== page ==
Gary spent most of his career in the accounting department of the Billy Graham Evangelistic Association. Among other things he managed the Association’s fleet of cars. He loved cars and the open road like his Dad, but he took his family along for the ride: the trip to California was especially memorable. He drove, my mom read books, and we all wept at the ending of Where the Red Fern Grows.
But who was Gary really, beyond the jobs and the trips? When you hear the stories, four themes keep coming up.
First was presence. Gary was a man who showed up, whose presence was welcome, and who wanted everyone in the room to feel that way too. He was not a man of many words. You knew he had faith because you saw him reading his Bible, not because he was preaching on street corners. He never wanted to be the center of attention, but he did want to be in the room. A phone call with Dad lasted two minutes tops, but he’d sit on the other line and listen to you talk to Mom for an hour (unless there was an important Vikings game).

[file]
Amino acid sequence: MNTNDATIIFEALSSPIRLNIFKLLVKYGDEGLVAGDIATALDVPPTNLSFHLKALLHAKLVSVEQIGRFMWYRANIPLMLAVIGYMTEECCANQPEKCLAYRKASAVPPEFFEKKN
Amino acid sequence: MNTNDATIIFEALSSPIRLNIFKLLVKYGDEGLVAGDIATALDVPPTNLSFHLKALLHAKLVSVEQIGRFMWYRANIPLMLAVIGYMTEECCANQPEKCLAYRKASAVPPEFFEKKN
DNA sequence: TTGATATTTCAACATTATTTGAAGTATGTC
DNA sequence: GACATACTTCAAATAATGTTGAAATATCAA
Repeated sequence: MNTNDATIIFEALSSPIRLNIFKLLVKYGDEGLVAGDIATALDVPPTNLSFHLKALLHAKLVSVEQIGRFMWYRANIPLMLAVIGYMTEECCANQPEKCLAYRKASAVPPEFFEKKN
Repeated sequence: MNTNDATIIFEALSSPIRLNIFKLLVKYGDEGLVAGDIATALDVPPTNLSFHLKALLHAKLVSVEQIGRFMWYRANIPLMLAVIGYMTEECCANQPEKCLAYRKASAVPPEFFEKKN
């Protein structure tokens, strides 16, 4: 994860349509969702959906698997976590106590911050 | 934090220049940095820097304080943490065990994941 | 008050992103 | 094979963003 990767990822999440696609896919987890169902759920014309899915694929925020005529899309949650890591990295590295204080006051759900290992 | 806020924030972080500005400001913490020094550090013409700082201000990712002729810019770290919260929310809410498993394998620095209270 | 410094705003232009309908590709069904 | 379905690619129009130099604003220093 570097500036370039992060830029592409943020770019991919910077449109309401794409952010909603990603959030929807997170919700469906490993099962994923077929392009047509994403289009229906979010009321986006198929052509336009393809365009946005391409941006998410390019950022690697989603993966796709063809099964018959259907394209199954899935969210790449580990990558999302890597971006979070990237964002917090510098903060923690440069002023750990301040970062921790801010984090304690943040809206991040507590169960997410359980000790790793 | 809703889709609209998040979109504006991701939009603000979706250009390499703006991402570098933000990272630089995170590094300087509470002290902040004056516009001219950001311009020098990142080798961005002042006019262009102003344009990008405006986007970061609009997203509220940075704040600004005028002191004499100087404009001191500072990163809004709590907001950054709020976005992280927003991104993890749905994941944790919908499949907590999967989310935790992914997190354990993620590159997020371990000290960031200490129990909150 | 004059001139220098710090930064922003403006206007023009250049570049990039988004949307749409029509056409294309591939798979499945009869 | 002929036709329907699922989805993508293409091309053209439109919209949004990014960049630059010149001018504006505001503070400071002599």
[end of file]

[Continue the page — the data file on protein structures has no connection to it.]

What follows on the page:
Memories of Dad were mainly memories of doing or just being together. There were evenings doing yard work, and rides in the blue wheelbarrow during clean-up, and family bike rides around Lake Nokomis. There were breakfast outings (with bacon, always crisp), and movie outings, and car rides in comfortable silence.